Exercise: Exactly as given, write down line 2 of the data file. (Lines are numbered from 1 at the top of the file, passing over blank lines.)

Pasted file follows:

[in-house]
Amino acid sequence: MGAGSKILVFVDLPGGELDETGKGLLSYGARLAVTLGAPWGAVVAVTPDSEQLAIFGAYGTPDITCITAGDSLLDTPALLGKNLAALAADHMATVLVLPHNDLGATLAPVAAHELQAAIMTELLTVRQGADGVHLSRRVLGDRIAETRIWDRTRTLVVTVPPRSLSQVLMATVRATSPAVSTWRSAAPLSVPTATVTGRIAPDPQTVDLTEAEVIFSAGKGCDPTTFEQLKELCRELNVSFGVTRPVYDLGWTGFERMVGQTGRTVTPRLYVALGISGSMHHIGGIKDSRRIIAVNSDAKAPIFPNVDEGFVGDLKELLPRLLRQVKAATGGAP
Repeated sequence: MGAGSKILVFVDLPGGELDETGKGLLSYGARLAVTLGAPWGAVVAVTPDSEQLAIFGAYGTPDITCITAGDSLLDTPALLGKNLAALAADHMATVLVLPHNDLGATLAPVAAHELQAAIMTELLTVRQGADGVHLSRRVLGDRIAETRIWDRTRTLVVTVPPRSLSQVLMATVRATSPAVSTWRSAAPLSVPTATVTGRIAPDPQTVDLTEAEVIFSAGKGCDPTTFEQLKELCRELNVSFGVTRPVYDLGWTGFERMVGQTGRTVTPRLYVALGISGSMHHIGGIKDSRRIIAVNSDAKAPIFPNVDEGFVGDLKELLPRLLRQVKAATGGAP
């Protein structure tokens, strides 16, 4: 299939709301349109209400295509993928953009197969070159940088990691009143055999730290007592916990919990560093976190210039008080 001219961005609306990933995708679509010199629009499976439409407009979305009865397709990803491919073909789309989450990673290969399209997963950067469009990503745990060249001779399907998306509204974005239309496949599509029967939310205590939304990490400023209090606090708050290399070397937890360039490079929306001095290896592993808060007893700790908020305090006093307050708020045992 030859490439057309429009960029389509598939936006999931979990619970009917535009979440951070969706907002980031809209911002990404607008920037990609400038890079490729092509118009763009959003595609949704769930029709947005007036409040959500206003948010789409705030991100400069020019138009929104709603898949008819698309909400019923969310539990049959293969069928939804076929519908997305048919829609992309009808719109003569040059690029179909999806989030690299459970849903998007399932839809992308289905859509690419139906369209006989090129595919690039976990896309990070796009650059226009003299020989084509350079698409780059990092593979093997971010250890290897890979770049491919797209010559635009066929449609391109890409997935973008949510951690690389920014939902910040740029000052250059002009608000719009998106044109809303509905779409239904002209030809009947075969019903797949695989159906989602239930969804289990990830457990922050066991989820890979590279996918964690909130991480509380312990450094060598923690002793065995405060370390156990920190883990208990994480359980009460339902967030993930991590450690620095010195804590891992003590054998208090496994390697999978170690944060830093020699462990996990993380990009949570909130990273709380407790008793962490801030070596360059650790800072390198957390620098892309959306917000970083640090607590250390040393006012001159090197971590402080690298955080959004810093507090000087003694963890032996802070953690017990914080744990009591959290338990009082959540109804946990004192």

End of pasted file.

Amino acid sequence: MGAGSKILVFVDLPGGELDETGKGLLSYGARLAVTLGAPWGAVVAVTPDSEQLAIFGAYGTPDITCITAGDSLLDTPALLGKNLAALAADHMATVLVLPHNDLGATLAPVAAHELQAAIMTELLTVRQGADGVHLSRRVLGDRIAETRIWDRTRTLVVTVPPRSLSQVLMATVRATSPAVSTWRSAAPLSVPTATVTGRIAPDPQTVDLTEAEVIFSAGKGCDPTTFEQLKELCRELNVSFGVTRPVYDLGWTGFERMVGQTGRTVTPRLYVALGISGSMHHIGGIKDSRRIIAVNSDAKAPIFPNVDEGFVGDLKELLPRLLRQVKAATGGAP